Here’s a time-honored truism about estate planning for New York residents and other individuals across the country: It is seldom the case that any person gets proactive about crafting a strategy and plan absent some motivating factor for doing so.
That’s not simply to say that most of us are sofa surfers when it comes to taking action concerning our families, finances, health and other important matters. Rather, it’s just human nature that most people are a bit passive in acting without some advance catalyst compelling them to do so.
That inertia is underscored in a recent Forbes article. That piece notes that it can generally be “very challenging” to move forward with planning. Doing so often brings a quick and up-close appraisal with death, end-of-life health-linked matters, complex family realities relevant to beneficiary naming and inheritances and more. Strong emotions can be triggered. It is often easier to assume a “there’s lots of time, so let’s wait a bit” attitude.
That putting off can have materially adverse consequences, a fact that is recurrently borne out in the annals of estate planning articles and anecdotes.
Forbes duly stresses that it logically takes some seminal happening to arise before an individual or family will turn with vigilance to sound and tailored planning. The publication states that, “There are several life events that will trigger the need to create an estate plan for a family or business.”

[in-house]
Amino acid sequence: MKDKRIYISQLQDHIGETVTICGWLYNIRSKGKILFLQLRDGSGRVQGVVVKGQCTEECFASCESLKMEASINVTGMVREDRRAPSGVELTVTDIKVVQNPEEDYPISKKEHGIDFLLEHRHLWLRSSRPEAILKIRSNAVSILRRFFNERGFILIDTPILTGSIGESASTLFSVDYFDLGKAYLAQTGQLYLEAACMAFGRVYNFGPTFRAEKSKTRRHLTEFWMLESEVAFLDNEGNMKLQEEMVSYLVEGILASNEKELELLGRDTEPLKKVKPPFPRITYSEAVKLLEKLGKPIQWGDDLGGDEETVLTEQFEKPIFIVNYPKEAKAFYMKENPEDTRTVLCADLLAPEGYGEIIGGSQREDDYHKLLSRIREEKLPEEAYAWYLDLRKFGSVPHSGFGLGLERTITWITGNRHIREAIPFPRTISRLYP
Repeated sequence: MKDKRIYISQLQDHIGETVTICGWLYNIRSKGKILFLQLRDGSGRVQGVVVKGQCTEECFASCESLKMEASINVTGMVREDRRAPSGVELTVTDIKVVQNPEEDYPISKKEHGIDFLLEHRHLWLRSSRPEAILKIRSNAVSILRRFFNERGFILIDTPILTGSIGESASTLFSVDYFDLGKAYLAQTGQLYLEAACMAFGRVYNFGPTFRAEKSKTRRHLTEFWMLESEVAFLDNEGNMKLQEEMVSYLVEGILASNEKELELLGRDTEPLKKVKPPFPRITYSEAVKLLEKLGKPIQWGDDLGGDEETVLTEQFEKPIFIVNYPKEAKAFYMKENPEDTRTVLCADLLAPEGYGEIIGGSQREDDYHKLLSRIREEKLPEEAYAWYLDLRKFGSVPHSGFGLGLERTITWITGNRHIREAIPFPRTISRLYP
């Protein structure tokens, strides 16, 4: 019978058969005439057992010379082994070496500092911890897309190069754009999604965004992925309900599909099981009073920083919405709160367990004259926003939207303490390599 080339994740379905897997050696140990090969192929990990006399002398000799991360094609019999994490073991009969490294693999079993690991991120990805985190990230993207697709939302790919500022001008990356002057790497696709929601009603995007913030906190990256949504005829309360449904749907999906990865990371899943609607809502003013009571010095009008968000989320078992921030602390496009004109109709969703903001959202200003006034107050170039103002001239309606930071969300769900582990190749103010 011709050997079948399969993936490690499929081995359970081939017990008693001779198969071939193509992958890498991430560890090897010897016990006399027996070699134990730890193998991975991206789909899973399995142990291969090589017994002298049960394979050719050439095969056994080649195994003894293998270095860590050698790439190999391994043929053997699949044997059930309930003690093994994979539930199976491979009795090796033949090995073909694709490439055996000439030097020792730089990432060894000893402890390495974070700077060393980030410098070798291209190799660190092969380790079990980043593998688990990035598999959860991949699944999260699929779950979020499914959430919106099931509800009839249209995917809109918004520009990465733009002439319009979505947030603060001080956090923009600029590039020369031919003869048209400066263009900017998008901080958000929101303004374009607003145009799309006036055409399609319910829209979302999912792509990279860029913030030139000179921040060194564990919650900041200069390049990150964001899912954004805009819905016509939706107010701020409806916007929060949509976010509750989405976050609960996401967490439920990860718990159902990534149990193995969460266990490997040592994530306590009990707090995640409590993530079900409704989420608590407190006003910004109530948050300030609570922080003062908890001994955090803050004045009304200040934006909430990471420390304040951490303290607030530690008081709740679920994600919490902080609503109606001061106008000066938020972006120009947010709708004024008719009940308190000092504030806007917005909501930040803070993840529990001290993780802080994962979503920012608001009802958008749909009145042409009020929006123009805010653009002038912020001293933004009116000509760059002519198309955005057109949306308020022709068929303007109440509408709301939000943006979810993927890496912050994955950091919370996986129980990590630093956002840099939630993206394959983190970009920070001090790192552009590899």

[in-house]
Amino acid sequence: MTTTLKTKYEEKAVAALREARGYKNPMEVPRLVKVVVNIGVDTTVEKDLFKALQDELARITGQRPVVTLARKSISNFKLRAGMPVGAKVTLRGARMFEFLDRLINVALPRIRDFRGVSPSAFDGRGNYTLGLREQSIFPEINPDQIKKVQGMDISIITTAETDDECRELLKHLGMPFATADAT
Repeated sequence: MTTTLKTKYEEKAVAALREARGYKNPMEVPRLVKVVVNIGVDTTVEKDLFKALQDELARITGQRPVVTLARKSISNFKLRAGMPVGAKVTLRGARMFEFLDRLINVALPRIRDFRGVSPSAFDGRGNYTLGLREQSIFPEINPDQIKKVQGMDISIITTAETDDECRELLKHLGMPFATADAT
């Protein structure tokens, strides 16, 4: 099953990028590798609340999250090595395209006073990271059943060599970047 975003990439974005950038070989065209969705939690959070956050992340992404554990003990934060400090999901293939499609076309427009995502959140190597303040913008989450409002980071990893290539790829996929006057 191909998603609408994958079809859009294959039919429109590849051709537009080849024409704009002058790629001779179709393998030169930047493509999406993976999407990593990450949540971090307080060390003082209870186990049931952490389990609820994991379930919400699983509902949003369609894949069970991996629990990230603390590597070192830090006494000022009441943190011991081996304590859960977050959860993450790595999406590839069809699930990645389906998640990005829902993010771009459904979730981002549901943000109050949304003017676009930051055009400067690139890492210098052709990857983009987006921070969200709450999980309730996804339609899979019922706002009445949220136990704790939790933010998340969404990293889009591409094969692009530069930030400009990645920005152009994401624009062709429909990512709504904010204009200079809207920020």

We suspect that many of our Pope Law Firm blog readers can readily tick off some of those. We enumerate a few on our website.
Forbes, too, spotlights a number of them, which range broadly from marriage/divorce, family births and business start-ups to a material variance in wealth, tax law changes and the passing of a loved one.
Those are all significant events, of course, and logically dictate for many people that they do need to get proactive about planning.
An established estate planning law firm can help guide them through the process and help to ensure that their best interests are accurately identified and fully promoted.